|Re: paying ourselves for work||<– Date –> <– Thread –>|
|From: Nan Tiernan (ntiernancrl.com)|
|Date: Wed, 9 Nov 94 22:56 CST|
Regarding the question of pay and money, I copied this off of usenet news several months ago because it seemed intriguing. And I am forwarding it to y'all thinking somebody might use it: Note 1708 in newsgroup alt.planning.urban From: trowland [at] freenet2.scri.fsu.edu (Tom Rowland) Subject: Community This is a repost. >From EDITOR [at] aol.com Thu Sep 1 15:58:25 1994 Date: Thu, 01 Sep 94 14:23:36 EDT From: EDITOR [at] aol.com Reply to: sustainable-development [at] civic.net To: sustainable-development [at] civic.net Subject: local currency We're printing our own money in Ithaca, NY. $47,000 of Ithaca HOURS (at $10/HOUR) has been issued since 1991. Over 1,000 people have used it to make thousands of trades. Thousands of goods and over 300 services are available: Creating Economic Democracy with Local Currency by Paul Glover Here in Ithaca, New York we're printing our own money. A bunch of us realized that there weren't enough dollars circulating here to let us trade our goods and services as much as we wanted. And we saw that we weren't getting paid enough to keep up with prices. So we invented the Ithaca Time Zone, where you can earn Ithaca HOURS, worth $10.00, for your time. Since 1991 we've issued over $47,000 of local currency, to over 900 participants. Thousands of purchases and many new friendships have been made with our money, and hundreds of thousands of dollars of local trading has been added to the Grassroots National Product. We also printed our own money because we watched Federal dollars come to town, shake a few hands, then leave to buy rainforest lumber and fight wars. Ithaca's HOURS, by contrast, stay in our region to help us hire each other. While dollars make us increasingly dependent on multinational corporations and bankers, HOURS reinforce community trading and expand commerce which is more accountable to our concem for ecology and social justice. We've begun to gain control of the social and environmental effects of commerce. Here's how it works: the Ithaca HOUR is Ithaca's $10.00 bill, because ten dollars per hour is the average of wages/salaries in Tompkins County. These HOUR notes, in four denominations, buy plumbing, carpentry, electrical work, roofing, nursing, chiropractic, child care, car and bike repair, food, eyeglasses, firewood, gifts, and thousands of other goods and services. Our credit union accepts them for mortgage and loan fees. People pay rent with HOURS. Many of the best restaurants in town take them, as do movie theaters, bowling alleys, two large locally-owned grocery stores, and thirty farmer's market vendors. Ithaca's new HOURly minimum wage lifts the lowest paid up without knocking down higher wages. For example, several of Ithaca's organic farmers are paying the highest farm labor wages in the world: $10.00 of spending power per HOUR. These farmers benefit by the HOUR's loyalty to local agriculture. On the other hand, dentists, massage therapists and lawyers charging more than the $10.00 average per hour are permitted to collect several HOURS hourly. But we hear increasingly of professional services provided for our equitable wage. Everyone who agrees to accept HOURS is paid two HOURS ($20.00) for being listed in our newsletter Ithaca Money. Every eight months they may apply to be paid an additional two HOURS, as reward for continuing participation. This is how we gradually and carefully increase the per capita supply of our money. Ithaca Money's 1,200 listings, rivalling the Yellow Pages, are a portrait of our community's capability, bringing into the marketplace time and skills not employed by the conventional market. Residents are proud of income gained by doing work they enjoy. We encounter each other as fellow Ithacans, rather than as winners and losers scrambling for dollars. The Success Stories of 200 participants published so far testify to the acts of generosity and community that our system prompts. We're making a community while making a living. As we do so, we relieve the social desperation which has led to compulsive shopping and wasted resources. At the same time Ithaca's locally-owned stores, which keep more wealth local, make sales and get spending power they otherwise would not have. And over $4,000 of local currency has been donated to 20 community organizations so far, by the Barter Potluck, our wide-open governing body. As we discover new ways to provide for each other, we replace dependence on imports. Yet our greater self-reliance, rather than isolating Ithaca, gives us more potential to reach outward with ecological export industry. We can capitalize new businesses with loans of our own cash. We regard Ithaca's HOURS as real money, backed by real people, real time, real skills and tools. Dollars, by contrast, are funny money, backed no longer by gold or silver but by less than nothing- $43 trillion of national debt. Ithaca's money honors local features we respect, like native flowers, powerful waterfalls, crafts, farms and our children. Dollars honor slave holders (Washington, Jefferson, Hamilton, Jackson) and the monuments of corporate goverrunent. Multi-colored HOURS, some printed on locally-made watermarked cattail (marsh reed) paper, all with serial numbers, are harder to counterfeit than dollars. Local currency is a lot of fun, and it's !egal- HOURS must be used within state lines (they may not compete with dollars as interstate currency), they must look different than dollars, they must have a dollar exchange rate, and denominations must be at least $1.00 (no "fractional currency"). HOURS are taxable income when traded for professional goods or services. Local currency is one of many things that people can do to make their community friendlier, wealthier and safer. Local currency is also lots of work and responsibility. To give other communities a boost, we've been providing a Hometown Money Starter Kit. The Kit explains step-by-step start-up. and maintenance of an HOURS system, and includes forms, laws, articles, procedures, insights, samples of Ithaca's HOURS, and issues of Ithaca Money. 5 To get one, send $25.00 (2.5 HOURS option in NY) to Ithaca Money, Box 6578, Ithaca, NY. 14851. Paul Glover, who created the HOUR system, is a community economist and ecological urban designer (author of Los Angeles: A History of the Future), with a degree in City Management. He has worked in advertising, journalism and barnyards, and rides his bicycle everywhere. -- \|/ ____ \|/ you can't confuse him, he's not paying attention. @~/ ,. \~@ =-=-=-=-=-=-=-=-=-=-=-=-=-=-=-=-=-=-=-=-=-=-=-=-=-=-=-=-=- /_( \_ / )_\ Official spokesman for the known universe \__U_/ trowland [at] freenet.fsu.edu Tommy the Tourist Hope you all enjoy this post. Sincerely, Nan Tiernan (studying for the bar and taking care of my two and a half year old grandchild...and dreaming of getting into cohousing someday)......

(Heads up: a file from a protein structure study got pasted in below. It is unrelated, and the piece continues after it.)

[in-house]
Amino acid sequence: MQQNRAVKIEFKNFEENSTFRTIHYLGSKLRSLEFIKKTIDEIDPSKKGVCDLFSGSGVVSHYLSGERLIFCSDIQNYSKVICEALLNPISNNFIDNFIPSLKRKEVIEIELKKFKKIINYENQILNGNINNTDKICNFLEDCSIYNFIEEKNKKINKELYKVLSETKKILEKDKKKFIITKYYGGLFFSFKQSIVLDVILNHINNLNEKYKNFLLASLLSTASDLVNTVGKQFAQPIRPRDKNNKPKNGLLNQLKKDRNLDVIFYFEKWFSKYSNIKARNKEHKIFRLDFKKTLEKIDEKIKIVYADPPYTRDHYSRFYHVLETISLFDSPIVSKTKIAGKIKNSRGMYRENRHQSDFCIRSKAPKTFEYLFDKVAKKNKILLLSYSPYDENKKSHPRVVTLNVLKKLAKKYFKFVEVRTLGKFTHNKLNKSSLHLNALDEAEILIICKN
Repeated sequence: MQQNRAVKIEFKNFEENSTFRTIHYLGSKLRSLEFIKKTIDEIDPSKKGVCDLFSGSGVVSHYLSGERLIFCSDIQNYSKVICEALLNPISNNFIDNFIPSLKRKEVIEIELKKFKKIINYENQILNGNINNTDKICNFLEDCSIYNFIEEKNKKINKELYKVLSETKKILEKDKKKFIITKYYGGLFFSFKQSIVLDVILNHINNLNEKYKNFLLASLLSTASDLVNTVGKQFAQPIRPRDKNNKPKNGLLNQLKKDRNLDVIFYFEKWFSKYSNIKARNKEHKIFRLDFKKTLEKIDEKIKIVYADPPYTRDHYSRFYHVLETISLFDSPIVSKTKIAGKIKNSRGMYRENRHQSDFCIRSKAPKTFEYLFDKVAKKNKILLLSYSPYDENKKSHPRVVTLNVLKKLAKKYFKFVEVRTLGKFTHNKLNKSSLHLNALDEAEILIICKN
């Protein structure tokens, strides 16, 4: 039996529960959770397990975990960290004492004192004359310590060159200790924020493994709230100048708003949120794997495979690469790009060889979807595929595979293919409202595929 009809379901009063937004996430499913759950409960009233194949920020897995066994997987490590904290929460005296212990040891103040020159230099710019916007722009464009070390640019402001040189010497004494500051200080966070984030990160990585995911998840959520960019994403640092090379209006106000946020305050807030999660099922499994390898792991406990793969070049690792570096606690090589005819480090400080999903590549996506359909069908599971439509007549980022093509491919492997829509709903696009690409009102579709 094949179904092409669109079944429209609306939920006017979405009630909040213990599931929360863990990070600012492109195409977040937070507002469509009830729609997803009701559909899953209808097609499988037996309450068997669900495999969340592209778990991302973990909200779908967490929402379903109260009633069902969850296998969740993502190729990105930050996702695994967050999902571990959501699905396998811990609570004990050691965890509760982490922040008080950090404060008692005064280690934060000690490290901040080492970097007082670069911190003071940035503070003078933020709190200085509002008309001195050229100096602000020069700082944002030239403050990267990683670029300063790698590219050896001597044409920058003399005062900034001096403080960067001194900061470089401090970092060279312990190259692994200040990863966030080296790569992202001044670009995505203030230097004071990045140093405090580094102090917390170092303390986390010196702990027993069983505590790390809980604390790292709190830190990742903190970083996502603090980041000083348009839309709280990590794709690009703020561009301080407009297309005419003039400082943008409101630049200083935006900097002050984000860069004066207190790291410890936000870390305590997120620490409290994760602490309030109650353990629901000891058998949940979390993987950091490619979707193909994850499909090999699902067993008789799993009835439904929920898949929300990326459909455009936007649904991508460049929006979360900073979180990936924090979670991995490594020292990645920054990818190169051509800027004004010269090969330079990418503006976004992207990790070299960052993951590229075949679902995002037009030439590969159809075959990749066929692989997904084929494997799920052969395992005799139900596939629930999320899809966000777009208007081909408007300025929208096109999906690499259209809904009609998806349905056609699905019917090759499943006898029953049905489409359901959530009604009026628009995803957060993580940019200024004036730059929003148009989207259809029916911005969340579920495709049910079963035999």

- paying ourselves for work School of Mathematics, U of MN, November 9 1994
- Re: paying ourselves for work John Eaton, November 11 1994